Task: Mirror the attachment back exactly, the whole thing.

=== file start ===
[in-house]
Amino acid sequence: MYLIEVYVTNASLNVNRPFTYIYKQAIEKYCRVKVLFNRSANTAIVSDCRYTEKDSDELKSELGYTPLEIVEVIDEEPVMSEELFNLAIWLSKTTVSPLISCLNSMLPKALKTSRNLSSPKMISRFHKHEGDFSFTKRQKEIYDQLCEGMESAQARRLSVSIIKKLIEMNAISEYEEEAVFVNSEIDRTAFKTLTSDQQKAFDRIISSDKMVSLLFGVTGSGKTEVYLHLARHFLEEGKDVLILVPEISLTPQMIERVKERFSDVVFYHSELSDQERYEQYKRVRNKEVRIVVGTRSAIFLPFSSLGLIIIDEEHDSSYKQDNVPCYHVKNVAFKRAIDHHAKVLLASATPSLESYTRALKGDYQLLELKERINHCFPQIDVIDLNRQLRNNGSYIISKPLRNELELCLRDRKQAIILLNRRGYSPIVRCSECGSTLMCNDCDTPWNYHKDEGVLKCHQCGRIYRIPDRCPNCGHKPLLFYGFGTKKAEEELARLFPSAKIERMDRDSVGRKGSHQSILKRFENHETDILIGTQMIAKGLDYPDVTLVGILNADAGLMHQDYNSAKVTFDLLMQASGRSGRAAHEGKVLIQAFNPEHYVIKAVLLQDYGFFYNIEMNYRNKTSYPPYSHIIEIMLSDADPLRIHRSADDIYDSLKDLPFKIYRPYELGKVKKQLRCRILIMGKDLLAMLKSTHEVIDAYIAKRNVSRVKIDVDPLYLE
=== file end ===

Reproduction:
[in-house]
Amino acid sequence: MYLIEVYVTNASLNVNRPFTYIYKQAIEKYCRVKVLFNRSANTAIVSDCRYTEKDSDELKSELGYTPLEIVEVIDEEPVMSEELFNLAIWLSKTTVSPLISCLNSMLPKALKTSRNLSSPKMISRFHKHEGDFSFTKRQKEIYDQLCEGMESAQARRLSVSIIKKLIEMNAISEYEEEAVFVNSEIDRTAFKTLTSDQQKAFDRIISSDKMVSLLFGVTGSGKTEVYLHLARHFLEEGKDVLILVPEISLTPQMIERVKERFSDVVFYHSELSDQERYEQYKRVRNKEVRIVVGTRSAIFLPFSSLGLIIIDEEHDSSYKQDNVPCYHVKNVAFKRAIDHHAKVLLASATPSLESYTRALKGDYQLLELKERINHCFPQIDVIDLNRQLRNNGSYIISKPLRNELELCLRDRKQAIILLNRRGYSPIVRCSECGSTLMCNDCDTPWNYHKDEGVLKCHQCGRIYRIPDRCPNCGHKPLLFYGFGTKKAEEELARLFPSAKIERMDRDSVGRKGSHQSILKRFENHETDILIGTQMIAKGLDYPDVTLVGILNADAGLMHQDYNSAKVTFDLLMQASGRSGRAAHEGKVLIQAFNPEHYVIKAVLLQDYGFFYNIEMNYRNKTSYPPYSHIIEIMLSDADPLRIHRSADDIYDSLKDLPFKIYRPYELGKVKKQLRCRILIMGKDLLAMLKSTHEVIDAYIAKRNVSRVKIDVDPLYLE